As a game, your two main goals are to explore and collect. Even if it’s not as long as most collectathons, there is a lot to grab. There are shrines to light, crystals to find, rules to transcribe, and (most importantly) creatures to photograph. In the guidebook are clues to find monsters. Since it tells you the landmarks they will be at alongside playing a jingle when you’re close, it’s not impossible to find them. Once you find them (shown as a dark orb in-game), you need to press the proper order of buttons before you can get a snap. What makes this special is the final touch as you shake the photo to see what the creature was. That small detail brings a ton of character to a mechanic that could have easily been a drag. It can feel weird without a gamepad, so make sure you have one before you go taking pictures
These photos grant you energy, which is necessary to get past guardians of the forest. Energy can also be found by lighting shrines with a flash of your camera or lying around the woods. Crystals are also found around the world, but their purpose is only shown close to the end and don’t feel particularly substantial. You are, in turn, granted a couple of items to help you on your journey. First, you can change the time of day, allowing you to find monsters that emerge at night or noon and open specific gates. You also get a kalimba you can play, letting you bring rain or wind to the forest like Ocarina of Time.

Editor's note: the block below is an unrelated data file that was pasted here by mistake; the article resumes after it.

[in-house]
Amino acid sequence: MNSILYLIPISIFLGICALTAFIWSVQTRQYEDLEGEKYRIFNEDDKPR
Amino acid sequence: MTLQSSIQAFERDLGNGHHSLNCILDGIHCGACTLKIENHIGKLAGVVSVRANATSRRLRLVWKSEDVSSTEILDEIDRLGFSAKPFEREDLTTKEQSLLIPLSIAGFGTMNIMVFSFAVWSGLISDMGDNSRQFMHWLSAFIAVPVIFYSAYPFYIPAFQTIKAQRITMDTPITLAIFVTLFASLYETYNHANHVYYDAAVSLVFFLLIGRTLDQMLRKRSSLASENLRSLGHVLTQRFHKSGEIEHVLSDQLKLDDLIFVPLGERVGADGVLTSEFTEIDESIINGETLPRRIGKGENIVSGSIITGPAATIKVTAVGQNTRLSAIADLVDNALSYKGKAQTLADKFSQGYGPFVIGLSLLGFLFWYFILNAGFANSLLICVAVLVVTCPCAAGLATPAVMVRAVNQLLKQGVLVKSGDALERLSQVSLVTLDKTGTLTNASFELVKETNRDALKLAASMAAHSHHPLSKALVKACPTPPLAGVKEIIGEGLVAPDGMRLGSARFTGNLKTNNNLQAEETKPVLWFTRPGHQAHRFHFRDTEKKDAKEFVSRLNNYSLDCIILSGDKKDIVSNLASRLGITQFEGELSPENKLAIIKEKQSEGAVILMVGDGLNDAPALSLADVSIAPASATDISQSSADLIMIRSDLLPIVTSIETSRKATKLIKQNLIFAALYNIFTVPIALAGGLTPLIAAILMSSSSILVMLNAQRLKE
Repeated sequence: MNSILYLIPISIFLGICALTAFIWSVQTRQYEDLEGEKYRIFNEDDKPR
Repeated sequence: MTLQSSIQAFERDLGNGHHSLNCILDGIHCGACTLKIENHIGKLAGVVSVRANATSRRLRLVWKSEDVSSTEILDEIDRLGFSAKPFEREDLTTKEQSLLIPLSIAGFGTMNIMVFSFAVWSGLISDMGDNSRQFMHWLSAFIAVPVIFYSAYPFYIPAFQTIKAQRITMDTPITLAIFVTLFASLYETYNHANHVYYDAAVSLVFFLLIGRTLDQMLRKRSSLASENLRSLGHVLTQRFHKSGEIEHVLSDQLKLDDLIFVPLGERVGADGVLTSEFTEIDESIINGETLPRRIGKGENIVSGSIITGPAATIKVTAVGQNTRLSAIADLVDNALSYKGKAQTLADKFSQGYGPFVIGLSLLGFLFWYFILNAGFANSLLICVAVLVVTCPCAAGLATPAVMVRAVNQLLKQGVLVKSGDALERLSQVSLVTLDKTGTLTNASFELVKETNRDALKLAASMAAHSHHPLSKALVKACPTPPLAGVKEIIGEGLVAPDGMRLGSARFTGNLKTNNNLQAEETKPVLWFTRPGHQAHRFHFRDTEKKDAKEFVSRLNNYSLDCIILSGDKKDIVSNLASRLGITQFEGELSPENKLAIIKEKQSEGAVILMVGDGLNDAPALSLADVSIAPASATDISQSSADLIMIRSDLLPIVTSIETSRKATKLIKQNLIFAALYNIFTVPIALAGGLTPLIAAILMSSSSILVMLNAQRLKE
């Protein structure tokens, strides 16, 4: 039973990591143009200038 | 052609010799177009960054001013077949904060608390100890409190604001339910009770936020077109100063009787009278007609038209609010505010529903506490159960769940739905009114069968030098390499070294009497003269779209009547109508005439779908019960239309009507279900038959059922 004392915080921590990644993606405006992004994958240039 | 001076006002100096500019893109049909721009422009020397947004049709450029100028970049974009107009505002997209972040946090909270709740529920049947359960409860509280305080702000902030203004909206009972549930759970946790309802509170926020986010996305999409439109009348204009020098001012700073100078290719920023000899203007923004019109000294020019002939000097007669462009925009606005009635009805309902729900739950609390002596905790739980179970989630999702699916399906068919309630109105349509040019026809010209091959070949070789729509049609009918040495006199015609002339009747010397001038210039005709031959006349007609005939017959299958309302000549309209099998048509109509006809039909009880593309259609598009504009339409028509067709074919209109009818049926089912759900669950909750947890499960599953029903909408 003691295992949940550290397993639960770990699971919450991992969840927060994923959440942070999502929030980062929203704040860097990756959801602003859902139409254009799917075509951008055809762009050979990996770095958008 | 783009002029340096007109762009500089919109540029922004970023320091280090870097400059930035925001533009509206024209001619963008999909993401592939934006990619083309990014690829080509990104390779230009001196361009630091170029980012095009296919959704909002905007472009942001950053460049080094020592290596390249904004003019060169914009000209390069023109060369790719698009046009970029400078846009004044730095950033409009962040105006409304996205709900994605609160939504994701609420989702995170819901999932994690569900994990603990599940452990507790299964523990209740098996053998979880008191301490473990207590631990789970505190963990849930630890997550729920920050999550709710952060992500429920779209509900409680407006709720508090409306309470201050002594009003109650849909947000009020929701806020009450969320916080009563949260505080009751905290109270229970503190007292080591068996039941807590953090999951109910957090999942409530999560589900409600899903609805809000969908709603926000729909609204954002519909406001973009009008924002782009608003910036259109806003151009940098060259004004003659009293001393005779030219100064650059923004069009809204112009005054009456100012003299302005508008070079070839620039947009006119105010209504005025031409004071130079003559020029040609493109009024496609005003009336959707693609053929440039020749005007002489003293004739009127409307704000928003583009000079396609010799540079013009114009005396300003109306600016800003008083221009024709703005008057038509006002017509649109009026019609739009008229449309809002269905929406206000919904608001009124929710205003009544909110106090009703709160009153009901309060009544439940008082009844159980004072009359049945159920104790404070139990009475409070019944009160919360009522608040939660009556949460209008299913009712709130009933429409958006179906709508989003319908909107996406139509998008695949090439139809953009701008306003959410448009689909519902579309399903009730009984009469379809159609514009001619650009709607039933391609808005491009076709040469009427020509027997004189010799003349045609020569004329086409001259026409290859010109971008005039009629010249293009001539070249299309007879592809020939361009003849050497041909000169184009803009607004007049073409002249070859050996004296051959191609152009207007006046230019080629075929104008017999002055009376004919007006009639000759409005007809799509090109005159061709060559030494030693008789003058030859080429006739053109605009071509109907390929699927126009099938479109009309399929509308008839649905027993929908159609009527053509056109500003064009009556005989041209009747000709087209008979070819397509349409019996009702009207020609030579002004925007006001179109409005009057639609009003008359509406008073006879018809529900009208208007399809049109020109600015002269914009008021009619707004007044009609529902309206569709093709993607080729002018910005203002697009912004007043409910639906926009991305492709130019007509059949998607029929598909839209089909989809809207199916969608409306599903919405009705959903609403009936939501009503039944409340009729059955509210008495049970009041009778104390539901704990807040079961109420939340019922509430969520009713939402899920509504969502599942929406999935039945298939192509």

Taking photos isn’t the only part of the game, even if a spooky Pokemon Snap would be exceptional. Across the world are green tablets that have their own alphabet. While these aren’t vital to the main game, these letters can be found in glowing gates with untranslated messages. They don’t automatically translate, so you need to transcribe them yourself. I needed to bring out a pen and pad, and there’s something really engaging about figuring out these messages even if they only add a bit of context.